17 May Patanjali Yoga Sutra 1.32 (Parisamvad)
Chapter 1, Sutra 32
Tatpratisedhartham Ekatattva Abhyasah
Tat : those, their
Pratisedha: prevention, removal
Artham : for the purpose of
Eka : single
Tattva : truth, principle
Abhyasah : practice, cultivating that habit
For their prevention let there be perseverance after one truth.
Listen to the audio:
“We are talking of concentrating the mind, because then understanding can occur. So this object has to be one single object not keep on changing, and the attention has to be continuous. See, these are the conditions and if one can manage that, then some understanding can occur, otherwise a mind that is wavering never gathers any knowledge. We all fall in that category. We have so many ideas so many plans and what not. So this is a suggestions after discussing the various difficulties that we face. They have been discussed earlier; a mind being wavering, changeful, in pain and all that. So let us work out on something which is continuously there, we are able to attend to it for a long duration and some amount of quietness can occur which will help in gaining deeper understanding that’s the idea. You see, the distractions that occur, are also meaningful. You feel sense in coming to know a little more about the object on which you want to concentrate. But it doesn’t stay steady. One object makes you to go to another object and the whole series goes on. Ultimately it’s a conspiracy never to allow you to keep your mind one-pointed. So we have to understand this. And be clever to understand what is it that we are concentrating on and immediately shift as soon as the distraction comes. But all this needs a lot of vigilance and we are not having that vigilance. You see, we take things in a very leisurely way. So we want to indulge in thinking, a lot of certain hidden thoughts to come up and feel busy. That individual who is determined, clear, he doesn’t allow any other thoughts.
We all know the story of Arjuna, when he is with the other Pandavas trying to aim at that little bird sitting on a tall tree. And the teacher asks each one, and they are talking about the tree, the leaves and many many other things. It is only Arjuna who says ‘I think only of the eye of the bird and nothing else.’ And the teacher tells the others that that is where the concentration helps. If you allow the mind to wonder, you wont hit that target. So we are also easily distracted. Things are interesting or things are useful or a hundred reasons. but not the object itself. So our concentration is very very poor. In the beginning we make a big show, but immediately some aspect of the object distracts us and we relent to our senses. So this is a sutra which puts the finger on the central issue and we forget everything else except the given. But do you feel that our mind is so wavering with a variety of desires, ambitions, that we can’t stick onto one thing. See, we can give reasons after reasons. See, in case of Arjuna, he had been trained like that, that if he’s aiming at something, only that thing and nothing else. This training should be available with those who go for the pistol shooting in the ranges. They have many other things around and the attention goes there. The one who has no other thoughts except of that particular object and shooting, he succeeds.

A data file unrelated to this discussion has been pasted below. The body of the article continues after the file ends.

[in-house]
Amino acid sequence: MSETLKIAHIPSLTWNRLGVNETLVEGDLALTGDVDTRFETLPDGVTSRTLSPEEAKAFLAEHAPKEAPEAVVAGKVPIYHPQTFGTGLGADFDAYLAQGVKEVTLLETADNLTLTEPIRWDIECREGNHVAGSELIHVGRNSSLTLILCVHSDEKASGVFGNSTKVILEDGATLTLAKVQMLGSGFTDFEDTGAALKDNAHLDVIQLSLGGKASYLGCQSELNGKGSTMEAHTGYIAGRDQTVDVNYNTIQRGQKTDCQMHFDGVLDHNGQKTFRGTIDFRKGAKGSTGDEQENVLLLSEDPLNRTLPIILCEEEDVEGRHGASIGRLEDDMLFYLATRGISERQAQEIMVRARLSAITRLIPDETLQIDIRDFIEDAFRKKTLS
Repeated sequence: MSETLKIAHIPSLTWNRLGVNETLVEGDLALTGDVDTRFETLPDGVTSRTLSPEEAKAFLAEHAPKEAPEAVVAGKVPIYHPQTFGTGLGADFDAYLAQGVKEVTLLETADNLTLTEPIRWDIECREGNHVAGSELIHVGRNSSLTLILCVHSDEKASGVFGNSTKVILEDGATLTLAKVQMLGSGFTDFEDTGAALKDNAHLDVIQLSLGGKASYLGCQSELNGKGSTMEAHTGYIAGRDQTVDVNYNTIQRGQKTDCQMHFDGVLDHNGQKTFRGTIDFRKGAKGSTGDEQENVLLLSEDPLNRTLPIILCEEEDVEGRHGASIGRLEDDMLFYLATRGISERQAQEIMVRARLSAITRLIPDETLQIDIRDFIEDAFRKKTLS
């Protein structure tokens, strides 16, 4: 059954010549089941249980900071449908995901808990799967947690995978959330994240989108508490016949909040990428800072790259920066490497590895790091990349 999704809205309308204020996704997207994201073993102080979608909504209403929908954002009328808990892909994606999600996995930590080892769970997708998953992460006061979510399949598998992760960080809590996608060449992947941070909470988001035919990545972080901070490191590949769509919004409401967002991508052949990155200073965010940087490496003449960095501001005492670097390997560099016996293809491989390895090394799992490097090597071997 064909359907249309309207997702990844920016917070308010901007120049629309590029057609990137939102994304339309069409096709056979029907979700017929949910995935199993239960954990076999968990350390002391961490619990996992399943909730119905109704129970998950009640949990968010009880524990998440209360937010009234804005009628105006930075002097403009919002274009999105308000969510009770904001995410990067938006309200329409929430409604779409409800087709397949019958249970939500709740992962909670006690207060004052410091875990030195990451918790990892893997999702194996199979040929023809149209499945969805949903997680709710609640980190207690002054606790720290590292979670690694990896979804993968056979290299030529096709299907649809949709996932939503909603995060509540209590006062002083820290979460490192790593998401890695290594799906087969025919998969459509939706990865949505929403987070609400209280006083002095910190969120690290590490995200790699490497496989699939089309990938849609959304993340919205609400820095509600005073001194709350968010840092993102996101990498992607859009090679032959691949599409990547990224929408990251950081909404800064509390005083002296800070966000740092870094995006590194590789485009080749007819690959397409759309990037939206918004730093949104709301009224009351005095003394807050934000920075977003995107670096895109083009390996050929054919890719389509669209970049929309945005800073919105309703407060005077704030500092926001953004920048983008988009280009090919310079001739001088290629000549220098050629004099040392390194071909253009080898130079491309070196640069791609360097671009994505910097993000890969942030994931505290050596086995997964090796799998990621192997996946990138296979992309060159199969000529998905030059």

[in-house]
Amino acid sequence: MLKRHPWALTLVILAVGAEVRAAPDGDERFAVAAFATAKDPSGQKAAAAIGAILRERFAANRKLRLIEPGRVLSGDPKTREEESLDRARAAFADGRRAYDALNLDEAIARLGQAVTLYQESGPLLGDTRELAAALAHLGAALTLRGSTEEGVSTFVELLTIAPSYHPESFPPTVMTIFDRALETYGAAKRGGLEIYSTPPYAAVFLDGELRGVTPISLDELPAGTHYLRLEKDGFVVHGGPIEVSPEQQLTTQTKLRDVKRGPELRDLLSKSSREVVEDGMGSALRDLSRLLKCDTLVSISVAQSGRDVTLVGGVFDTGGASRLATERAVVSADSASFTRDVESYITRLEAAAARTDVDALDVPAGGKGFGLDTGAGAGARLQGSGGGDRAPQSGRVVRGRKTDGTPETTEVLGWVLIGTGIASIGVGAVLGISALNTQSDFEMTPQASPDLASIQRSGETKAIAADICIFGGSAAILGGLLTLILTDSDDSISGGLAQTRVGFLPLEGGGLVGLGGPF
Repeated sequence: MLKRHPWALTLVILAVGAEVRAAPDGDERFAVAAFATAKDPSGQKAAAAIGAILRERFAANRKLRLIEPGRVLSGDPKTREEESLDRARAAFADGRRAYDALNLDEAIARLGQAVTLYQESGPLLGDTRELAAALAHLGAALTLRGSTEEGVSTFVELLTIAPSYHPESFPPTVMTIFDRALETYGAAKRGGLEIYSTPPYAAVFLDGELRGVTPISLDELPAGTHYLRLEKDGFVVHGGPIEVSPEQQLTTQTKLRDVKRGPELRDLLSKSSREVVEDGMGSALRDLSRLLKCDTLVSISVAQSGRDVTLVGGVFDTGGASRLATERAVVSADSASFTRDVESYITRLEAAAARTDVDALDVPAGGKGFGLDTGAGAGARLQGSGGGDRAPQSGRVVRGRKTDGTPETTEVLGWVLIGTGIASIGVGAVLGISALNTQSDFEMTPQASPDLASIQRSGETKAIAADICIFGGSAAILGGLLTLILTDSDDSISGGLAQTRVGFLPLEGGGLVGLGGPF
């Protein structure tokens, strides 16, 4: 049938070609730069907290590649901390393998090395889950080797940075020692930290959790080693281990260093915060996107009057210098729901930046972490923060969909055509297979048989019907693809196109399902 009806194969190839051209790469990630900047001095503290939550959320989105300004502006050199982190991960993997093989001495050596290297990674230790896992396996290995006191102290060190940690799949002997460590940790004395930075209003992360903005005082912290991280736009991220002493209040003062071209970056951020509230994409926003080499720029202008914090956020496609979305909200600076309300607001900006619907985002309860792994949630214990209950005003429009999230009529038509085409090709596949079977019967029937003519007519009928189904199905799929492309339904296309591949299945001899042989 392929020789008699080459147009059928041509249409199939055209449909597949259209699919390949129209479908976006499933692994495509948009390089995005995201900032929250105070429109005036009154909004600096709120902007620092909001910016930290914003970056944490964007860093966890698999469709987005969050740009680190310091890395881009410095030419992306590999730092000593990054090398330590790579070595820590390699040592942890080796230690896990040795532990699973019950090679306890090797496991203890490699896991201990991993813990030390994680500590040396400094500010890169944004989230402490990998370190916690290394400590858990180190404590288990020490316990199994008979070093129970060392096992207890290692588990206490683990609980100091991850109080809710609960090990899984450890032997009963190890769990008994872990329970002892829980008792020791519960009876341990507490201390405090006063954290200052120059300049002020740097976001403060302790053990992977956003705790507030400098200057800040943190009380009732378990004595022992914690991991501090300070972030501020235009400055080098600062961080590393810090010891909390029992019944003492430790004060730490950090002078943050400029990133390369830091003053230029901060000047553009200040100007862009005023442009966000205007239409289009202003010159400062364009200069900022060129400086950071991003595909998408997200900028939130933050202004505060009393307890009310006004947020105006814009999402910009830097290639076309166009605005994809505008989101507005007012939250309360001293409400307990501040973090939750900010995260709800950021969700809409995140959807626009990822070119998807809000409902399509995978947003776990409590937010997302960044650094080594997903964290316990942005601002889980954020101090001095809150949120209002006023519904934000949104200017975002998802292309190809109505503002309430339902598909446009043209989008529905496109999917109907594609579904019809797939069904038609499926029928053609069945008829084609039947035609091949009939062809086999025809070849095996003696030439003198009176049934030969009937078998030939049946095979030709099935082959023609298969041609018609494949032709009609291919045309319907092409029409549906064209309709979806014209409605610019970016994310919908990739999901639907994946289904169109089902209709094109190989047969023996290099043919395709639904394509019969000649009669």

This is our weakness and we don’t mind. We enjoy the scenery, enjoy the people running around, enjoy the manner in which the shooting is going on and so many things. The object, we are hardly able to hold on. Even if we hold on, other distractions can immediately come. Somebody shouts loudly and we are interested in what he shouted and like that. So this is a very crucial sutra. Concentrate on the very object that you want to hit. And this is happening in our life also, the same problem. We are drawn away by many unnecessary things and we never succeed. ”
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